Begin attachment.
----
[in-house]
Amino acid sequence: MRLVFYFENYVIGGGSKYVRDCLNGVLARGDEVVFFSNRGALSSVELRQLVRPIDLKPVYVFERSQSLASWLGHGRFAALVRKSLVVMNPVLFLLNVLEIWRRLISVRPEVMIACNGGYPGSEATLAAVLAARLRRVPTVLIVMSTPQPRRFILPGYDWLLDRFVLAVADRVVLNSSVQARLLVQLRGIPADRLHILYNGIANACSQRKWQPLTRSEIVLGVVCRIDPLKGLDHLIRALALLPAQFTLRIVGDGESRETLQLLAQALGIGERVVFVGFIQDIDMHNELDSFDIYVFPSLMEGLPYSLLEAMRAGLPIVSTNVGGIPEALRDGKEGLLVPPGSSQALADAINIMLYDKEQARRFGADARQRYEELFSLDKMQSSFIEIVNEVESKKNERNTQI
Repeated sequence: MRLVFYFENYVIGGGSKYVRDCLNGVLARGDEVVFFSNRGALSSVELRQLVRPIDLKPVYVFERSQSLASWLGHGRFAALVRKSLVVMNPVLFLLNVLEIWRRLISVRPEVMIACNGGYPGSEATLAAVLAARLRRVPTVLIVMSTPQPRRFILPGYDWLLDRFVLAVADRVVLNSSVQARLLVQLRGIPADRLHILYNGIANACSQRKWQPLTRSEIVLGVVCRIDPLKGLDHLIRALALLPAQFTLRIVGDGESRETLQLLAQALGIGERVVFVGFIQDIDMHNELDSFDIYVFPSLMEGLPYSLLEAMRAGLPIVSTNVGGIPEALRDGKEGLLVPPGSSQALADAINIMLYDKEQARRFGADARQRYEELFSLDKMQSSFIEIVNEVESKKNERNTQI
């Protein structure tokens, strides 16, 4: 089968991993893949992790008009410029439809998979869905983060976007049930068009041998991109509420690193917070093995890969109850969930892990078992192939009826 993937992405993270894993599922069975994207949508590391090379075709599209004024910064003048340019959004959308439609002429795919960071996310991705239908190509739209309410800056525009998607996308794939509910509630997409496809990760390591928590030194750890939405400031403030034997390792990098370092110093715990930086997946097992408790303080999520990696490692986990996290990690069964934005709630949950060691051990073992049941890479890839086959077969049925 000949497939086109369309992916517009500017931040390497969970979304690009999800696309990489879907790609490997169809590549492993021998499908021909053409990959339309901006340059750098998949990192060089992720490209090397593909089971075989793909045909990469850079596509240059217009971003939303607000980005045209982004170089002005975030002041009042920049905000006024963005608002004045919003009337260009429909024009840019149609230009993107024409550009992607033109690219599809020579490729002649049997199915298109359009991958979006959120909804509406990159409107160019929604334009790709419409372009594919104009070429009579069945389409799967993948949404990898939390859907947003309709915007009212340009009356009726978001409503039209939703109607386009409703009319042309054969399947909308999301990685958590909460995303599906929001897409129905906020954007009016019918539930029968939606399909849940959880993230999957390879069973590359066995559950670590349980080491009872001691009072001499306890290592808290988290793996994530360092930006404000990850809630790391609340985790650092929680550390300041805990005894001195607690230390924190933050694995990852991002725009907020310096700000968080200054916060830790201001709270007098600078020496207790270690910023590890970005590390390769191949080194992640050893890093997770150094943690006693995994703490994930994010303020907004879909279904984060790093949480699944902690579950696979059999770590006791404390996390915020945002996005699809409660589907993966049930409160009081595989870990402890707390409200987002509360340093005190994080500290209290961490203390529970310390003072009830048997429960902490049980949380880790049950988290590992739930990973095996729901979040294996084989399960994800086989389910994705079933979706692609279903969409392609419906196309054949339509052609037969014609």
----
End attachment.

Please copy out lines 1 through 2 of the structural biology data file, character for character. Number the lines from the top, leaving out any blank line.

[in-house]
Amino acid sequence: MRLVFYFENYVIGGGSKYVRDCLNGVLARGDEVVFFSNRGALSSVELRQLVRPIDLKPVYVFERSQSLASWLGHGRFAALVRKSLVVMNPVLFLLNVLEIWRRLISVRPEVMIACNGGYPGSEATLAAVLAARLRRVPTVLIVMSTPQPRRFILPGYDWLLDRFVLAVADRVVLNSSVQARLLVQLRGIPADRLHILYNGIANACSQRKWQPLTRSEIVLGVVCRIDPLKGLDHLIRALALLPAQFTLRIVGDGESRETLQLLAQALGIGERVVFVGFIQDIDMHNELDSFDIYVFPSLMEGLPYSLLEAMRAGLPIVSTNVGGIPEALRDGKEGLLVPPGSSQALADAINIMLYDKEQARRFGADARQRYEELFSLDKMQSSFIEIVNEVESKKNERNTQI